Remarks by Secretary of Energy Bill Richardson

Wind Powering America Event
June 21, 1999

Good morning and thank you Randy for that introduction.

On Earth Day at the United Nations last April, I announced that the power harnessed from the wind now exceeds 10,000 megawatts. Our work together over the past two decades has contributed much toward reaching that milestone. When you compare today’s technology with that of the early 1980s, it is clear how far we’ve come. In 1980, capturing the wind cost about 40 cents per kilowatt hour. But thanks to our combined efforts, it is now about a nickel. That’s real progress.

However, our job is not yet done. If wind is to remain the world’s fastest growing energy source, our products have to be even more efficient. We want tomorrow’s generators to produce power at half the cost of today’s machines. That is no small challenge, but this Administration is committed to making that goal a reality. We are committed to supporting high quality research and development, such as the National Wind Technology Center in Boulder, Colorado, a world-class research facility.

And the Clinton/Gore Administration is taking the initiative in other ways to make wind a permanent and growing presence in America’s energy portfolio. The President’s budget includes a proposal to extend the wind power production credit, which is set to expire soon. And the Administration’s electricity restructuring bill includes a renewable portfolio standard which requires electric suppliers to tap renewable sources for 7.5 percent of the power they produce by 2010. The bill also would establish a public benefits fund which would, among other things, support renewable energy research and development.

While we had a setback last week when the Senate failed to support an effort by Senator Jeffords to restore funding for the Department of Energy’s renewable energy programs, the Administration remains committed – I remain committed – to securing sufficient funding for renewable energy.

For example, today I am proud to announce that the Department of Energy will invest $1.2 million in 10 wind turbine testing projects in 10 different states. The funding will be used to provide support for the design and installation of new small wind turbines for field testing. One of these projects will be in Maine, your neighbor down the road.

It is appropriate that we have this conference here in Vermont, a place where wind energy entrepreneurs thrive. The pioneering “Putnam” machine ran from 1941 to 1945 in Rutland. Until the 1970s it was the largest wind turbine ever built. And some of the Department of Energy’s pioneering work in turbine development was done right here in Vermont.

Today, this state is home to Atlantic Orient, one of our technology development partners; Northern Power Systems and Green Mountain Energy Resources, one of the nation’s leading green power providers.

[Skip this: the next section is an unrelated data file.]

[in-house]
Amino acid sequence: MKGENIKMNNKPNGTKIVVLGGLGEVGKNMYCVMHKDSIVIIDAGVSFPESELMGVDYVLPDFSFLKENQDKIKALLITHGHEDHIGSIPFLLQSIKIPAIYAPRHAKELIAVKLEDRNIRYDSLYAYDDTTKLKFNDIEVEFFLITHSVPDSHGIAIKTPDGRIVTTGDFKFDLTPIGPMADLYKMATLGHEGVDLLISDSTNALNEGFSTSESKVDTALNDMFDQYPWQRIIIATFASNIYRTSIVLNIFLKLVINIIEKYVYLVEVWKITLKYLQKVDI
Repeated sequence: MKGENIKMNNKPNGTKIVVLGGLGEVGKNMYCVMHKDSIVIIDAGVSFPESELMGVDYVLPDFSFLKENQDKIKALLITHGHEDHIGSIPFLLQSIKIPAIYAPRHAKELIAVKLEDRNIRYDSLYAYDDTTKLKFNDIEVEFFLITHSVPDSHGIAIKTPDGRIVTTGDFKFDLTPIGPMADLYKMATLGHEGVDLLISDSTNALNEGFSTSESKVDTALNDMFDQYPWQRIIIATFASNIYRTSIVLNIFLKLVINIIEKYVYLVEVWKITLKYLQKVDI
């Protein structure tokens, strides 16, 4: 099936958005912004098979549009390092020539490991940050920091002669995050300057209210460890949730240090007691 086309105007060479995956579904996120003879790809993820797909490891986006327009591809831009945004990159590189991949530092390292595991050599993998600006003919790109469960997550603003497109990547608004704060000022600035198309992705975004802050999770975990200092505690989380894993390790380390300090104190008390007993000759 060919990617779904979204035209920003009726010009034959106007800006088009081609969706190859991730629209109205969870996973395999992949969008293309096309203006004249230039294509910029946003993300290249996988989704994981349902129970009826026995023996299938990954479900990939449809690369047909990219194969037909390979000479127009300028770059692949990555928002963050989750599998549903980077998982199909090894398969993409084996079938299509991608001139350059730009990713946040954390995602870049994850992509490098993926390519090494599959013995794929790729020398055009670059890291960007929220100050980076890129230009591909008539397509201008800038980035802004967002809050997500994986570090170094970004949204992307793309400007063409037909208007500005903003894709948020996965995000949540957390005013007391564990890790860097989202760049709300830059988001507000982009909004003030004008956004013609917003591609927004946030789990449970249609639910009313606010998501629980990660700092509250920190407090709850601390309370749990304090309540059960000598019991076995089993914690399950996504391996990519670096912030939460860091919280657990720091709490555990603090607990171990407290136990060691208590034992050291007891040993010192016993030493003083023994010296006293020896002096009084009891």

And Vermont is home also to a congressional delegation that supports the development of wind power and other renewable energy sources. I’m glad Senator Jeffords is here today, and I also want to thank Senator Leahy and Representative Sanders for the work they do to support renewable energy. They are true friends.

Today, I am pleased to make another announcement – an initiative called Wind Powering America -- that will dramatically increase the use of wind energy in the United States. It will establish new sources of income for American farmers, other rural landowners, and Native Americans, while at the same time helping to meet the growing national demand for green power.

Wind Powering America will double U.S. wind energy capacity by 2005, and double it again by 2010 to create enough energy to fulfill the annual energy needs of three million households. By 2020, we want wind energy to be a major commercial power generation technology, helping supply the nation’s electricity needs and leading the charge in the transition to renewable energy.

Wind Powering America will play to the strengths of our nation’s regions. Here in the Northeast, it will harness the wind’s power while respecting the region’s environmental and aesthetic values. In the Great Plains, it will spur the rural economic vitality that often follows wind power development. In the Northwest, we’ll look at how wind fits into the mix for a region with very competitive energy supplies. And in the Southwest, we hope to build on the wind power market momentum taking hold in Texas.

We can’t tackle all four regions at once, but we can make a start today. We look forward to your input as Dan Reicher, my Assistant Secretary for Energy Efficiency and Renewable Energy, and his team work on the action plan for Wind Powering America. The time is right for wind to assume its proper role in our national energy supply.

I’ll leave you with my best wishes for a productive conference and my sincere hope that you will join us in Wind Powering America. Thank you for having me here.